Great white sharks.
Until recently, we told ourselves they were somewhere else. Like swimming along a coastline far, far away. Or maybe just farther out to sea. Whatever story we told ourselves, the details didn’t matter. Sharks just weren’t “right here.”
But they are. Around 97% of the time, to be exact. In fact, researchers have proved great whites are often within around 10 feet of people, usually surfers, since they like to hangout in the lineup.
The latest aerial footage to remind us of that is from San Diego-based ocean photographer and shark advocate, Scott Fairchild.
Fairchild captioned the clip above:
“Great White doing what it does: coming from behind (mostly for its own safety but also for a better stealth approach on any potential prey) to explore that weird thing just floating on the surface.”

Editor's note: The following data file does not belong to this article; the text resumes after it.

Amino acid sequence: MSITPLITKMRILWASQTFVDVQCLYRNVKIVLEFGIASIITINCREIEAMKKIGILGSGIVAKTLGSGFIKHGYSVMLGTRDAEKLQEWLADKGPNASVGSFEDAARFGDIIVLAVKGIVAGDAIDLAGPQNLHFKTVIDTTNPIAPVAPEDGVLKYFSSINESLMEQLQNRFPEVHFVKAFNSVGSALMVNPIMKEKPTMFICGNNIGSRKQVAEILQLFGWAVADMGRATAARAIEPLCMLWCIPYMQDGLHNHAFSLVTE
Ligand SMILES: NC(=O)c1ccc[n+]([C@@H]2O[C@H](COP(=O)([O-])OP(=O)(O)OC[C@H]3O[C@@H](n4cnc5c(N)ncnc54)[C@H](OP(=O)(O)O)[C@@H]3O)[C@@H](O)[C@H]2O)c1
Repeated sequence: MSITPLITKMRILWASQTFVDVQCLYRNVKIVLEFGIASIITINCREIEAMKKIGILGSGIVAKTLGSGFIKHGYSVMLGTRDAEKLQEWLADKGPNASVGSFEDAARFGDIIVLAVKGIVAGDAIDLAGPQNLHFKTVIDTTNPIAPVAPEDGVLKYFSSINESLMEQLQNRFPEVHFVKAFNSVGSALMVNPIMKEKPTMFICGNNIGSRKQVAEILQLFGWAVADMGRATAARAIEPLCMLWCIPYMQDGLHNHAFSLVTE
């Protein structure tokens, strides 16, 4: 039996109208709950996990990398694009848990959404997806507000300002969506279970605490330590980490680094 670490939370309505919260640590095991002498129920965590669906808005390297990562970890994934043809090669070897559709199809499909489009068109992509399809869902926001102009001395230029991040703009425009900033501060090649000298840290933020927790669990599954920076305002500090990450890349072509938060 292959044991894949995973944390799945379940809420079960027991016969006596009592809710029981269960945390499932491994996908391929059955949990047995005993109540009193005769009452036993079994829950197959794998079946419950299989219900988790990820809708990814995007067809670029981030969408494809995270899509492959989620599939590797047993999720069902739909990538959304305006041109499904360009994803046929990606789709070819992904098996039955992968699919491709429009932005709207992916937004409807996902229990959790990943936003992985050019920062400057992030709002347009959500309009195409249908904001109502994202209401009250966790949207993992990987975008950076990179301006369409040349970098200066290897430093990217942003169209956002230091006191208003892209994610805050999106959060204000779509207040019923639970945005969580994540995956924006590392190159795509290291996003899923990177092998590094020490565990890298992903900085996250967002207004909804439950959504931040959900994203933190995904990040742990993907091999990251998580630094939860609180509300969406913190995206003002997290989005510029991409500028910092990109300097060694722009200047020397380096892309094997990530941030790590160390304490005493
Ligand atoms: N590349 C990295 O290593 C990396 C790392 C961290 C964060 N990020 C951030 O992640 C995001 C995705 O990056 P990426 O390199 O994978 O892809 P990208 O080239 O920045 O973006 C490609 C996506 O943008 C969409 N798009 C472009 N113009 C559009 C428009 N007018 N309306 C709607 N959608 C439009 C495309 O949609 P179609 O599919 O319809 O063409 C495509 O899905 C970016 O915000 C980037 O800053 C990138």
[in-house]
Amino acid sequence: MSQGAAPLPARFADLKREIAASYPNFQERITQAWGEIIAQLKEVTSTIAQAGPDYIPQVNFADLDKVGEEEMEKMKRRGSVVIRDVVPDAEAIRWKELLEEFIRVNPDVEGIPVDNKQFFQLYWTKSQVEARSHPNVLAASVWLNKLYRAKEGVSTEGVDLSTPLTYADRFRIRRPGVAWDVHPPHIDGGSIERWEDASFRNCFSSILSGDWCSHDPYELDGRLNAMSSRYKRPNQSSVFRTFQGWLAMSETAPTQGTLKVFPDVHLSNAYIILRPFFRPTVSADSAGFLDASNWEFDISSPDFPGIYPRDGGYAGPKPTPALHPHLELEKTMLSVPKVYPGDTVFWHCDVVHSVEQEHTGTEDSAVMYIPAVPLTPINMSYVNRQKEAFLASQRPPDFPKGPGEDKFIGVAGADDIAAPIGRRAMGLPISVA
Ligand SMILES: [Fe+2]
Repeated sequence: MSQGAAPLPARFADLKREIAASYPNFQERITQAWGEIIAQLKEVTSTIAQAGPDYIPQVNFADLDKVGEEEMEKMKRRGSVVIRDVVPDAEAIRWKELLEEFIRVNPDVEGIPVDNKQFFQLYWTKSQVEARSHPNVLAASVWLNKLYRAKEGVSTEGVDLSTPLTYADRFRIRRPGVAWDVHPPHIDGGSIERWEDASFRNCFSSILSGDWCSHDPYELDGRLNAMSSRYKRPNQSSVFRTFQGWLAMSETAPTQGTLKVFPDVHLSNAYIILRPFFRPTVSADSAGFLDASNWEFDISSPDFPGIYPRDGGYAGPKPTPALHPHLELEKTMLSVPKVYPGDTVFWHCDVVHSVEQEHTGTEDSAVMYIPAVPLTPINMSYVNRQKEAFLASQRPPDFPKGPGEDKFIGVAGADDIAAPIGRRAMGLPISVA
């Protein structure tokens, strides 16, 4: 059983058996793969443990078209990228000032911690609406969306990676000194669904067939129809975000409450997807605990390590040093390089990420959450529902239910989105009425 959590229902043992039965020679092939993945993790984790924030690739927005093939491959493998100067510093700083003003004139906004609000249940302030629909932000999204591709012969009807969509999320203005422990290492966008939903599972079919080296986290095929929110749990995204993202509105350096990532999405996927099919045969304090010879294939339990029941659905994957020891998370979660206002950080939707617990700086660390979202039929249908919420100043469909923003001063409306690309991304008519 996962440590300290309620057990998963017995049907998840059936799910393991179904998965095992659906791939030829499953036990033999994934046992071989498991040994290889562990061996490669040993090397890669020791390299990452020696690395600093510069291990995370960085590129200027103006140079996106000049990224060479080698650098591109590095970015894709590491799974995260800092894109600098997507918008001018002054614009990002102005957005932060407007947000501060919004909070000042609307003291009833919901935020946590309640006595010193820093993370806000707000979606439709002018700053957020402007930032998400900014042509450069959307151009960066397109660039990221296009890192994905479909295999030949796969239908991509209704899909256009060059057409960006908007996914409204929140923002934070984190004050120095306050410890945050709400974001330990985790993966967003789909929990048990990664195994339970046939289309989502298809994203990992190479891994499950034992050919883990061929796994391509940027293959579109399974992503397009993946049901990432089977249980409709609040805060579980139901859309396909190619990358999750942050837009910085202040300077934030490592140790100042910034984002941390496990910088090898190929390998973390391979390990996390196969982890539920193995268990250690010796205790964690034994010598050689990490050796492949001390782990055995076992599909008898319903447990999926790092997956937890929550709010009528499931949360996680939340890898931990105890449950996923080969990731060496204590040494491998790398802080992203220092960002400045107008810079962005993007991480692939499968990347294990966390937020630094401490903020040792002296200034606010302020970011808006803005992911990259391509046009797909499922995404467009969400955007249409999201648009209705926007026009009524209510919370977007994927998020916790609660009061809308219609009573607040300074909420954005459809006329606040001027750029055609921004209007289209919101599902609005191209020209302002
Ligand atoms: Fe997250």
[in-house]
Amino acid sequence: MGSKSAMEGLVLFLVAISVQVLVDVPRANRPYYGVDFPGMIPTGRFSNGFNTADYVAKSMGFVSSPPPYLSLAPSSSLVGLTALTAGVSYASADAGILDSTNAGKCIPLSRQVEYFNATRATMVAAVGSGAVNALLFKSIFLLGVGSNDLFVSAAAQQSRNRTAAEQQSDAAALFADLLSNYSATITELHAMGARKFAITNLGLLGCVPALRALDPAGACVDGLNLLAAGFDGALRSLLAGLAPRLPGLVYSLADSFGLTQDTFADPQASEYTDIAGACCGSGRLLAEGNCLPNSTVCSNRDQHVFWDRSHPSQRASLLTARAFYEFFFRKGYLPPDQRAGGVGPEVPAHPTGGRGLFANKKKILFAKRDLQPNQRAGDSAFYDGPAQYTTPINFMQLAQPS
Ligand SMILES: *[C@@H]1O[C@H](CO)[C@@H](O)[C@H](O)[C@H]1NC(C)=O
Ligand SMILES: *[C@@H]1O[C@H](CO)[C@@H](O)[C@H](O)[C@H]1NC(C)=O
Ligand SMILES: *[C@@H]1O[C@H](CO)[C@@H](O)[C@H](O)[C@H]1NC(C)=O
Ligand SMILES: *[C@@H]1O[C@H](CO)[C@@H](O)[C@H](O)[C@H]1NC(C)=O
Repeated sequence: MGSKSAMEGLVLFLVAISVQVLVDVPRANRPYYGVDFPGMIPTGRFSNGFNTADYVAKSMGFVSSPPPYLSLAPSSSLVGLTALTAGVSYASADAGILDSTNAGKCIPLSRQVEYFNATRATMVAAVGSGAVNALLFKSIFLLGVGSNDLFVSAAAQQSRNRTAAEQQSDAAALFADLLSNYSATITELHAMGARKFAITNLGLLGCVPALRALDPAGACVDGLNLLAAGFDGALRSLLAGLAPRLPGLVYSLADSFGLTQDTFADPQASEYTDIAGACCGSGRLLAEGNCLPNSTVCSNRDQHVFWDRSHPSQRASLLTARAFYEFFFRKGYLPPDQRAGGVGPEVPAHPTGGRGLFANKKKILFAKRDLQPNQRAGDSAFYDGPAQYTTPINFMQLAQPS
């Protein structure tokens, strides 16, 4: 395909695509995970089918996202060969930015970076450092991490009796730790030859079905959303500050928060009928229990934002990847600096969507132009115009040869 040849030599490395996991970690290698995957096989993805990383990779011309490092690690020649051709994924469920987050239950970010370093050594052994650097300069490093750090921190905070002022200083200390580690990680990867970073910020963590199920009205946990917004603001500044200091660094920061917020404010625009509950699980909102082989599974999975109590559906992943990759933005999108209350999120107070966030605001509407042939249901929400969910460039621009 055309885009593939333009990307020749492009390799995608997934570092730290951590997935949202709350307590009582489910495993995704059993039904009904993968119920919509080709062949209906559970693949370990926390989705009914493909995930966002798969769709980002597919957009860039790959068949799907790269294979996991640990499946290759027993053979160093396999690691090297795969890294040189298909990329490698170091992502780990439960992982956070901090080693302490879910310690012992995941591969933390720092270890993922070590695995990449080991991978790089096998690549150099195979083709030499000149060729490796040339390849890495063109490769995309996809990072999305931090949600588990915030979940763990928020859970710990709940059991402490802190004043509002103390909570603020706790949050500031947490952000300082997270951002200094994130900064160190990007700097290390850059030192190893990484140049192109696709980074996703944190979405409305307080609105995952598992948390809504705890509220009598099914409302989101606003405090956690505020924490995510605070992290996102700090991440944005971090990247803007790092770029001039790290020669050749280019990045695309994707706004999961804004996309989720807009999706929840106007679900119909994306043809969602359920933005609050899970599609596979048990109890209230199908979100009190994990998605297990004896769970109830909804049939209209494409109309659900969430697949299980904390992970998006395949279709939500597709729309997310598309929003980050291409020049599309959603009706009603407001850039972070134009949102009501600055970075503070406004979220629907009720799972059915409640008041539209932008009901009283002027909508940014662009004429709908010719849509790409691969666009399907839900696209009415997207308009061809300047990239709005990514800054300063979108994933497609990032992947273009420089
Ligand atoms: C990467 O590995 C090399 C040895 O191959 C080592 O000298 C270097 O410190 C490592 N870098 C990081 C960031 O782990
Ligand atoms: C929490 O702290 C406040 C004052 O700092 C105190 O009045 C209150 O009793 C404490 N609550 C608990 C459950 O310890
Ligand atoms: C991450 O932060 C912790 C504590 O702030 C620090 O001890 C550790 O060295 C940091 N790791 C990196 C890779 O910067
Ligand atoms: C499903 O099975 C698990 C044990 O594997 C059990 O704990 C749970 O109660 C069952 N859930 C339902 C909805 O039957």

In the clip above, a pretty beefy great white is swimming directory toward a surfer who’s sitting up on his board, peacefully waiting for a wave in San Diego waters.
We’ve seen this before, right?
What’s different about this video is that the sounds of of the drone seems to tip off the surfer.
As the shark get’s close, the surfer looks up. Thinks for a second, then looks up again.
Probably thinking to himself, “Sh*t, I know what that means.”
Right as the shark is about a couple of feet from the tail of the surfboard, the surfer decides to paddle away, and the shark veers to the left.
Unless the surfer stumbles across this clip, he’ll probably never know.
But, he’ll never forget having that one session where he just had this feeling…
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